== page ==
The nausea may occur at an early period in the morning, with unvarying regularity; or in the evening; or at any period of the day or even of the night. For each individual it maintains also its uniformity as to the date of its first appearance; in some it begins very soon after conception; in others; in others it appears towards the third or fourth mouth; and in other again it comes on only towards the close of gestation, in these latter cases it may have appeared also for a short time soon after conception. In the duration of this affection there is also the same general variety and individual uniformity. Thus in some females it lasts but a few weeks, from six to eight at most; in others it continues for four or five months; while in some few most distressingly severe cases this difficulty assumes the form of a formidable disease and persists through the entire period of utero-gestation, unless relieved by art. An this unfortunate condition has sometimes been still more fully developed and aggravated by sea-sickness, so that even life itself has been lost, where the voyage was tedious.

The nausea and vomiting of pregnancy, as already stated, are most apt to occur on first rising in the morning; sometimes these symptoms disappear in a few minutes, sometimes they last through the greater portion of the day. In some the vomiting is very easy; in others it is attended with very severe retching and even with other painful symptoms. Those who vomit upon waking or rising in the morning, usually throw up some viscid, glairy matters which are generally colored with a little bile, especially if the retching had been very severe. Others vomit only after eating; occasionally after only one of the daily meals, but sometimes after all of them. Again, in some unfortunate cases the vomitings continue even in the intervals of the repasts; every thing taken into the stomach, whether liquid or solid, being immediately rejected. There are cases, finally, in which the mere thought of flood, or the sight or the smell of it, is sufficient to induce the vomiting. Cazeaux.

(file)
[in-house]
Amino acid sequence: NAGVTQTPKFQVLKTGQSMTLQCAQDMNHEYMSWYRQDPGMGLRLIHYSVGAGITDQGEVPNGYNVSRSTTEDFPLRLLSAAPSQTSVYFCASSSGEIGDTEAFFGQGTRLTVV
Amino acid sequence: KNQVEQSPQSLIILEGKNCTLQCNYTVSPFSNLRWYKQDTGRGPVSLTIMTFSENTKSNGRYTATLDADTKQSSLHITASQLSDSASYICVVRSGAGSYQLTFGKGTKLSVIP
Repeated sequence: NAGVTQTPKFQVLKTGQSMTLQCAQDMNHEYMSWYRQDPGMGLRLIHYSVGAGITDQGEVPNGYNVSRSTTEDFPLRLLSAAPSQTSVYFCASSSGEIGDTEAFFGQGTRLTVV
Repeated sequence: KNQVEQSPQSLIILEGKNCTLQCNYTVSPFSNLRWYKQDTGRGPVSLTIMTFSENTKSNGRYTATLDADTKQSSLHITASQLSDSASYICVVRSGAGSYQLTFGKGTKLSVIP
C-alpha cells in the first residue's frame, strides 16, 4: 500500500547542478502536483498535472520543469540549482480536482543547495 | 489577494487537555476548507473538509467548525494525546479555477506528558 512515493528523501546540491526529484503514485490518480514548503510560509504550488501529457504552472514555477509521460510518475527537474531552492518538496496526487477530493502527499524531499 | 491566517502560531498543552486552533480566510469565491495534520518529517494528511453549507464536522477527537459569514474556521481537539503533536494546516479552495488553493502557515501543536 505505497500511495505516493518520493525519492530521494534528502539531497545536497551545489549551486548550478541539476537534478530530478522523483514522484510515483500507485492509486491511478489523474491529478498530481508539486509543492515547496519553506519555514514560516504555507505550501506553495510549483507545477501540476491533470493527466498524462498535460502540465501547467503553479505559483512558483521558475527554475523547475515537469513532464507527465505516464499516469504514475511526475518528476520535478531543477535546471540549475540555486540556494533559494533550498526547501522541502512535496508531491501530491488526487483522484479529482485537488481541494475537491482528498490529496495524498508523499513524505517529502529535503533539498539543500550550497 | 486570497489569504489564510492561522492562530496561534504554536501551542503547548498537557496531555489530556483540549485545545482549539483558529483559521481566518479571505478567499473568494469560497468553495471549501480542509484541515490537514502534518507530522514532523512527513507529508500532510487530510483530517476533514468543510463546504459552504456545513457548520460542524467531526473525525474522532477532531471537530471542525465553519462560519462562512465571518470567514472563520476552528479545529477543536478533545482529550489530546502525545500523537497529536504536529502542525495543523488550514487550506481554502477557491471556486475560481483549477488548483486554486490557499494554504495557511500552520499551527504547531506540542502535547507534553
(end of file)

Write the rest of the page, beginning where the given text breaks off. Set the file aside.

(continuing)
In some cases nearly all the food ingested seems to have been thrown up even for months in succession; and yet a good delivery succeeds at full term; the repeated and severe vomitings seeming to exert comparatively little influence upon the general health. In like manner pregnant women may rise from the breakfast table, vomit, and return to their food as if nothing had happened. Such characteristics, so different from vomiting arising from any other causes, very conclusively indicate the presence of pregnancy. Important complication however arise in the greater number of more severe cases; and the health of both mother and child is often greatly injured through the marasmus and cachectic conditions which ensue. Among the most serious of the symptoms of which appear in connection with severe emesis is to be attended by considerable pain which is increased by pressure. This epigastric soreness and tenderness, whether observed in the earlier or in the later stage of pregnancy, is due to the profound irritation of the ganglia or plexuses of the Sympathetic Nervous System, which are located in this vicinity. And in this centre of organic life, in the very constitution itself, are planted the psoric elements whose active development in pregnancy occasions these sufferings and innumerable others, whose duration and severity but too well indicate the gravity of the miasms from which they are derived. The stomach itself is in no such direst sympathetic relation with the uterus; but the latter organ is in profound sympathy with the organic nervous system which is centered near the stomach and which entirely controls the compound functions of digestion and nutrition. Hence the marasmus and cachexia which succeed severe cases of morning sickens in the old practice; hence too the brilliant successes which in the new school follow the exhibition of Arsenicum, and other powerful and particularly indicated antipsorics. Hence too while under the Allopathic regime these cases became worse and worse with each succeeding pregnancy, under Homoeopathic treatment they become better and better, until the female finds she can pass through the formerly so much dreaded periods of gestation with little or no suffering and terminate her labors in a delivery as pleasant and easy as it formerly was difficult and painful.

H.N. Guernsey
Henry Newell Guernsey (1817-1885) was born in Rochester, Vermont in 1817. He earned his medical degree from New York University in 1842, and in 1856 moved to Philadelphia and subsequently became professor of Obstetrics at the Homeopathic Medical College of Pennsylvania (which merged with the Hahnemann Medical College in 1869). His writings include The Application of the Principles and Practice of Homoeopathy to Obstetrics, and Keynotes to the Materia Medica.